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Boeing’s Troubled 737 Max Jet: Another Reason Why Software Testing is important

The debate on why software testing is important is as primitive as testing itself. Living proof of how software glitches can cost companies a fortune is the trouble Boeing 737, Max. Its return to flying has already been delayed twice due to deadly crushes. The root cause of these crashes is unknown but it is sure that this was due to some software changes. The aircraft manufacturer had been working on this software ever since the first crash.

Fault in flight’s software


When experts looked into this matter, they found out that during both MAX crashes the plane’s flight-control software pushed the nose down. The reason behind this push down was some faults in the sensor. Inspection teams claimed that they might have to make some changes in software or replace a microprocessor in the plane’s flight-control system. This setback is likely to delay the jet’s return into service by one to three months. An independent software testing company may be able to review the process that is based on conditions whether or not the review process is to be made public.

Why software testing?


Software testing is crucial to pin-point defects or problems that occur during the software development process. For instance, in this case – there could be errors in the plane’s flight control software which were not detected or rectified during the testing phase. This could be a lack of responsibility on part of the testers, or developers have failed to design accurate software for flight control. Since the Federal Aviation Administration (FAA) will only lift the plane’s flight from the ground when the jet is safe to fly. Hence, there is no deadline as to when the jet will be returned into service. The FAA is working on discovering potential risks in this software.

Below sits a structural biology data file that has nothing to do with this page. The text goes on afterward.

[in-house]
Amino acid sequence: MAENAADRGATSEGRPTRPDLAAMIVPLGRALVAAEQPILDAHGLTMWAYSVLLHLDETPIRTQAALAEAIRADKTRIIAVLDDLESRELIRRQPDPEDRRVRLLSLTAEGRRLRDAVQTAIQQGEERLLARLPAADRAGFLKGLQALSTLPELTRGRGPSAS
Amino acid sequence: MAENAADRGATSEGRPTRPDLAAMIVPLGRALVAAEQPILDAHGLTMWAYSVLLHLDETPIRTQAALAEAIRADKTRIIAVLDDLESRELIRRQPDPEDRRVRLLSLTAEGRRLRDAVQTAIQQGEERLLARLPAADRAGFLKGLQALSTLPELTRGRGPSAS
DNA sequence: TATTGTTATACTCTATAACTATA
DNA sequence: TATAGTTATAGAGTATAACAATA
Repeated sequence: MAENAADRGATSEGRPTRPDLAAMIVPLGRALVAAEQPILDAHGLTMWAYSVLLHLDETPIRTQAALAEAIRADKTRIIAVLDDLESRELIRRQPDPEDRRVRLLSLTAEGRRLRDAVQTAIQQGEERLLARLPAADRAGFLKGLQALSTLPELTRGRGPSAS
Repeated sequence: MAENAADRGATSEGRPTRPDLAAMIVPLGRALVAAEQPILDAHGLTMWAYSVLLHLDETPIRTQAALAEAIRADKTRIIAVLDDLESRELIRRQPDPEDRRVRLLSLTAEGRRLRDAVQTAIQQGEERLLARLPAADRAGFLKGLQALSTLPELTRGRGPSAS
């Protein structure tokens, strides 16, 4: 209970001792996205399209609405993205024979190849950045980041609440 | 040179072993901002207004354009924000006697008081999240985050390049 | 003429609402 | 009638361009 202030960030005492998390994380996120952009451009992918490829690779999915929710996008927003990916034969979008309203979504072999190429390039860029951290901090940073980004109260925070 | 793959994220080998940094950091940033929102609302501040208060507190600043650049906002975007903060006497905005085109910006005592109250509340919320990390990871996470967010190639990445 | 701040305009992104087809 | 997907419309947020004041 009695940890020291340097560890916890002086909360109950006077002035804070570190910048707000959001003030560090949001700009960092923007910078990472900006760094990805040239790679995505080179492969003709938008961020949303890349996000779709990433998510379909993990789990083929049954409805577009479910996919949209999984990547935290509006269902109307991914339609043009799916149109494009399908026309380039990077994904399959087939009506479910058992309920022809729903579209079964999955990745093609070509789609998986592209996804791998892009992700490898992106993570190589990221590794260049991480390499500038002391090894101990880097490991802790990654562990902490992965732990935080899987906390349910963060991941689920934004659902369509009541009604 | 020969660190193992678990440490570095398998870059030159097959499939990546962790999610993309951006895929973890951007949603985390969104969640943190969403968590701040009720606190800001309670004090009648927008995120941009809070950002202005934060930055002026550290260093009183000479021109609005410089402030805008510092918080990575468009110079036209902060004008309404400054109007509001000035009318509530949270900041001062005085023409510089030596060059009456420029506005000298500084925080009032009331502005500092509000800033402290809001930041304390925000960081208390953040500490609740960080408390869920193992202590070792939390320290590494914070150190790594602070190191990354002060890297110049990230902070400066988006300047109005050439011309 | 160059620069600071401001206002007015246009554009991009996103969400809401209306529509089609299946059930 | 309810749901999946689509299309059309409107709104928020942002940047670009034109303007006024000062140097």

New software introduced: success or failure?


Boeing is introducing a flight-control software called MCAS to push the nose down. The original design is being altered to link the nose-down command of this software to two sensors on each plane. It is uncertain if computer-based or in-flight simulators will be used as training pilots. But it is imperative that rigorous software testing will be conducted to remove any chances of failure this time. It is expected that Boeing is going to make a come-back into the market with a bang! Let’s see how well-programmed and tested MCAS turns out to be, for the airlines.



Chances are high that Boeing 737 Max jet will make a good return after deployment of roofing software testing efforts. Meanwhile, airlines owning Max jets had to cancel many flights while planes are on the ground. According to the recent news, United Airlines has delayed its return schedule until September. Similarly, American Airlines and Southwest Airlines have also made the same announcements. This surely means the plane won’t be flying as soon as the manufacturer expected it to.

Author Bio:

Ray Parker is a senior marketing consultant with a knack for writing about the latest news in tech, quality assurance, software development and travel. With a decade of experience working in the tech industry, Ray now dabbles out of his New York office.

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